These are the same colleagues who professionally ostracised Bill for so many years. When was the last time Moore College invited this ‘dear brother’ to speak at one of its meetings?

That’s fair enough if you don’t like his views. But to speak as though he didn’t hold them shows a lack of respect.

Contrast the acknowledgement outside Sydney, from another Aussie scholar, Mike Bird:

“Vale Bill Dumbrell. May he rest in peace and rise in glory.”

That’s at least a prayer Bill could recognise and relate to.

As for his Sydney colleagues, they’ve sent him off to some other-worldly paradise where I imagine he would not feel in the least ‘at home’. He certainly never looked forward to it while he was alive.

That’s why I say poor bloody Bill Dumbrell.


body-soulWe’ve seen that belief in ‘everlasting hell’ is wrapped up with the traditional Christian doctrine of the ‘immortality of the soul’. And we’ve seen how Calvin’s deep investment in that doctrine created serious problems for his theology. Now its time to consider the alternative approach of Irenaeus of Lyons (2nd century A.D.). Cards on the table: Irenaeus is extraordinary on this. Sit back and watch how real theology is done.

In Against HeresiesIrenaeus was writing against a popular belief now called gnosticism, which made use of Christian terminology, but combined it with a big whack of Greek cosmology. These gnostics taught that there were two orders of existence: a lower order of material stuff which had been created, and a higher order, including some people’s souls, which existed alongside God and was, like him, eternal. These souls were able to transmigrate from one person to another – a kind of reincarnation. They were ultimately destined to return to the higher spheres, while lower stuff like the human body was fit only to be burned up and annihilated. Not that different from Plato. (Or from Calvin, actually!) In fact, Irenaeus holds Plato responsible for a lot of these ideas (2.33.2): and he’s not that impressed!

Many Christians in Irenaeus’s time, however, were being swayed by these ideas. To counter gnostic teachings, Irenaeus employs Christian theology. He doesn’t take the usual proof-texting approach which we all know and love. Rather, we are going to see four powerful, big-picture theological ideas which Irenaeus brings into play – like a battery of hand-picked, long-range guns, which he feels are more than adequate to knock out the opposing forces. Let’s see if he’s right.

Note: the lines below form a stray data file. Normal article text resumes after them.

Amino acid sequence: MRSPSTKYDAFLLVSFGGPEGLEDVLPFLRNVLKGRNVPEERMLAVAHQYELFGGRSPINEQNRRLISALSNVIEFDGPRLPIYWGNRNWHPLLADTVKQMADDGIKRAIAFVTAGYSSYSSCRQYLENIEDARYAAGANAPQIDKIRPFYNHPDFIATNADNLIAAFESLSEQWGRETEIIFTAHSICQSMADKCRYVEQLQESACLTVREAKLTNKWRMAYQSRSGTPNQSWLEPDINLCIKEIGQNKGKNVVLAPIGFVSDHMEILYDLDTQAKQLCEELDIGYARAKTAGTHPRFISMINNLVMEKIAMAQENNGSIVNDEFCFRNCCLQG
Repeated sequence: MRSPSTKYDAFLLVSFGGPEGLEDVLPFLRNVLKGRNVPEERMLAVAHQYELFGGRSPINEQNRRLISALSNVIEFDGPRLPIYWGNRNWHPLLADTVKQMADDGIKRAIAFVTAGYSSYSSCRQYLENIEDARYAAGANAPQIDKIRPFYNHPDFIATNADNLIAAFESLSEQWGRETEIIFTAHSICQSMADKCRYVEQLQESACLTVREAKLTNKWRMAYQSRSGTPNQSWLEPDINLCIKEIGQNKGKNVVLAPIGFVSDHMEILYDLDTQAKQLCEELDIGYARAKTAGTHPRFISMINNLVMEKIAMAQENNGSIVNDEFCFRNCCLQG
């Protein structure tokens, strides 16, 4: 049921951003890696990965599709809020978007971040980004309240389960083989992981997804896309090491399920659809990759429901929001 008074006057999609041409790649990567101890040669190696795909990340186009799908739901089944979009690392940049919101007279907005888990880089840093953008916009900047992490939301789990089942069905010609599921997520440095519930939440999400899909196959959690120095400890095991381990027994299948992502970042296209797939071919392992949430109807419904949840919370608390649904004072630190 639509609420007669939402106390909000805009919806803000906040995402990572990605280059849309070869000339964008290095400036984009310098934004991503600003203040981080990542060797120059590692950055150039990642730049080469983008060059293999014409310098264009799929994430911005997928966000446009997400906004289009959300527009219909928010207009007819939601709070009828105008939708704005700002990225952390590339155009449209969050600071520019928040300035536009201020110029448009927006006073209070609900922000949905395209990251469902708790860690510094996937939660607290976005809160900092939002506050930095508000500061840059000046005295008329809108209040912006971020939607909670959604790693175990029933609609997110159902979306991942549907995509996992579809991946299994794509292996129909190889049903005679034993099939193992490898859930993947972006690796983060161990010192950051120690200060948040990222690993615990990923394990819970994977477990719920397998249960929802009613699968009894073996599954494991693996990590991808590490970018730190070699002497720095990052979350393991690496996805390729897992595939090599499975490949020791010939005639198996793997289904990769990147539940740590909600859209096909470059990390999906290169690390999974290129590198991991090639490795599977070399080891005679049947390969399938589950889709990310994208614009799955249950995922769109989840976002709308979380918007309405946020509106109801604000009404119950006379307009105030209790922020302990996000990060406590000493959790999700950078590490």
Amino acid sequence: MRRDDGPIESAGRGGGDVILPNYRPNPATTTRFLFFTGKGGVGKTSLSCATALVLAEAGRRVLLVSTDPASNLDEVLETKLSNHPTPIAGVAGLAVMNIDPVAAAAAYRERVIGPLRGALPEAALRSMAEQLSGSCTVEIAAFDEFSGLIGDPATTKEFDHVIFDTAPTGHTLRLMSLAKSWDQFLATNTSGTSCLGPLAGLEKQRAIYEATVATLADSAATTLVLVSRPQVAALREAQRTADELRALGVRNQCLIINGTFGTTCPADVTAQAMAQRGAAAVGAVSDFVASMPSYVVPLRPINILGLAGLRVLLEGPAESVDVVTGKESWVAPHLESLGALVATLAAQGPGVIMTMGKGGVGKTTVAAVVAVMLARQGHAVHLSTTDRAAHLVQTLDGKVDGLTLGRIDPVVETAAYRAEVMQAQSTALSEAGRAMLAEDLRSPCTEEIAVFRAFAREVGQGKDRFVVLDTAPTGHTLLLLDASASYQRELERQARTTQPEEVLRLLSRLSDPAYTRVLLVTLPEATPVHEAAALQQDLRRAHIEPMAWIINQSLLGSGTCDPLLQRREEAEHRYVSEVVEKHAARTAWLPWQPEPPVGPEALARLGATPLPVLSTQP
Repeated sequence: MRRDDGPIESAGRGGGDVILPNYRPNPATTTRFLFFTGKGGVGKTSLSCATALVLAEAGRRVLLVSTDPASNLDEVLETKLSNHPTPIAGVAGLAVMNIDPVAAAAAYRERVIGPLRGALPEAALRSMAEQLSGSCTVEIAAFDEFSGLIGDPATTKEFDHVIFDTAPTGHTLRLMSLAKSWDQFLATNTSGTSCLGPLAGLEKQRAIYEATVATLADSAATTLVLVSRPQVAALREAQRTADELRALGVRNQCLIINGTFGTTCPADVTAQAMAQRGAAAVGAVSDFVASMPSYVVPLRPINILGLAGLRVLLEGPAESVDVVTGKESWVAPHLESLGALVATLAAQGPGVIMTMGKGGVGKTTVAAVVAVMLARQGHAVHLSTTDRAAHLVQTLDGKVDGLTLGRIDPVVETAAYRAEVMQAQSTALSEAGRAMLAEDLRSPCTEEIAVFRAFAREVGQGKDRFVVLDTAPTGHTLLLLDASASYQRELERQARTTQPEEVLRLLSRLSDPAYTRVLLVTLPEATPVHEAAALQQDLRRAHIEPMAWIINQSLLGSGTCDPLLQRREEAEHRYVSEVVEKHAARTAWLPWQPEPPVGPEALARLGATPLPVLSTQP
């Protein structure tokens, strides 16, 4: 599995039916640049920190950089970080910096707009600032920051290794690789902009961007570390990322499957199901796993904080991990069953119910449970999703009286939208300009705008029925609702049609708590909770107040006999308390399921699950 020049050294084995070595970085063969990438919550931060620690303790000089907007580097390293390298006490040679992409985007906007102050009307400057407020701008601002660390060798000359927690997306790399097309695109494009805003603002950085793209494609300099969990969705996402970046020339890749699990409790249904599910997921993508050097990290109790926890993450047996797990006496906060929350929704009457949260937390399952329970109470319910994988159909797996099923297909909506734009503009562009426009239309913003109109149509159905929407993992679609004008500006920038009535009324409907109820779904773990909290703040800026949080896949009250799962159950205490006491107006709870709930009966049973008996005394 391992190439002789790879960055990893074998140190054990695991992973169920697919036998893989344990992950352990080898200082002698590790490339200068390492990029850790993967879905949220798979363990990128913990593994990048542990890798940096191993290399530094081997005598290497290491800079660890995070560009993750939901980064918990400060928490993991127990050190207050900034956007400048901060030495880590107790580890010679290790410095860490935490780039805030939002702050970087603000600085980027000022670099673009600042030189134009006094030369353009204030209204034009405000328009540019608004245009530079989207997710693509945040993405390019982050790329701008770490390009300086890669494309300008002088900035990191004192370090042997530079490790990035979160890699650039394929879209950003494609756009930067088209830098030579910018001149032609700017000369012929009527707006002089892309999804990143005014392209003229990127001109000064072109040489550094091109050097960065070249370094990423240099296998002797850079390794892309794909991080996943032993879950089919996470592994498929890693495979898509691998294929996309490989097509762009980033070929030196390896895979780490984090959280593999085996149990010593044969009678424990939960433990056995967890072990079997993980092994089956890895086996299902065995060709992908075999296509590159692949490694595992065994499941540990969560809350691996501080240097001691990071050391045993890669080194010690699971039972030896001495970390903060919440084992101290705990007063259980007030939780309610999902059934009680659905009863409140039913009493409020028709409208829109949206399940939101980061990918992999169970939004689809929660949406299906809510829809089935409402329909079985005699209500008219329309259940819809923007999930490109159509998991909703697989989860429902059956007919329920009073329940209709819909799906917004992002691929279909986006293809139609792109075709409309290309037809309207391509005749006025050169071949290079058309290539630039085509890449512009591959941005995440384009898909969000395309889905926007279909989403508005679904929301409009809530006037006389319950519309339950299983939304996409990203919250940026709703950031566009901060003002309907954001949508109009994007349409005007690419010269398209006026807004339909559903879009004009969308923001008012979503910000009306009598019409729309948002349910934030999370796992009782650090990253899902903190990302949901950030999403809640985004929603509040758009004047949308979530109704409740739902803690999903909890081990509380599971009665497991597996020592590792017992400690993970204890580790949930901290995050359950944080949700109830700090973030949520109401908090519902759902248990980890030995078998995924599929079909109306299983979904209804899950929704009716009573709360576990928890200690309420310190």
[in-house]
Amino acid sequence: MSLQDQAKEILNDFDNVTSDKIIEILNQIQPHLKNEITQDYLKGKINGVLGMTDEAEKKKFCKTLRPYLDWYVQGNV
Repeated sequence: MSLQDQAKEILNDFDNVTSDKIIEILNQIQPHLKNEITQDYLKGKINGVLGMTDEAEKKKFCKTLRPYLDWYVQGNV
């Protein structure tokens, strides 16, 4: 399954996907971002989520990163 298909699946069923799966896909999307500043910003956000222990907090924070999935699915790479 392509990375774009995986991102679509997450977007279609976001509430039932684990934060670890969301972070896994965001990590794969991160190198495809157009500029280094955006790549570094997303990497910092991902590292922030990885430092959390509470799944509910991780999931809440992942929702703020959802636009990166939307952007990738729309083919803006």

First, Irenaeus introduces the idea of God’s freedom in creating:

If He (the Creator) made all things freely, and by His own power, and arranged and finished them, and His will is the substance of all things, then He is discovered to be the one only God who created all things, who alone is Omnipotent, and who is the only Father rounding and forming all things, visible and invisible, such as may be perceived by our senses and such as cannot, heavenly and earthly, by the word of His power; and He has fitted and arranged all things by His wisdom, while He contains all things, but He Himself can be contained by no one: He is the Former, He the Builder, He the Discoverer, He the Creator, He the Lord of all; and there is no one besides Him, or above Him.

Against Heresies 2.30.9

As you can see, this idea of God’s freedom gets Irenaeus a lot of mileage. He asserts that God made the world the way he wanted to make it. He was able to arrange his creation ‘by his wisdom‘, not by any external necessities. His will is bedrock for the creation: it is ‘the substance of all things.’ This all seems hard for any Christian to deny.

But if this is so, then there could not have been any other heavenly beings or souls existing alongside God. For if there were, then the necessity of those things’ existence constrains and limits God in his creating. God would be surrounded, or as Irenaeus puts it here, ‘contained’. His freedom is compromised. It follows that for God to be truly free as Creator, then he must have created alone. So then, anyone else that is, was created by him:  ‘then He is discovered to be the one only God who created all things…there is no one besides Him:

God alone, who is Lord of all, is without beginning and without end… always remaining the same unchangeable Being.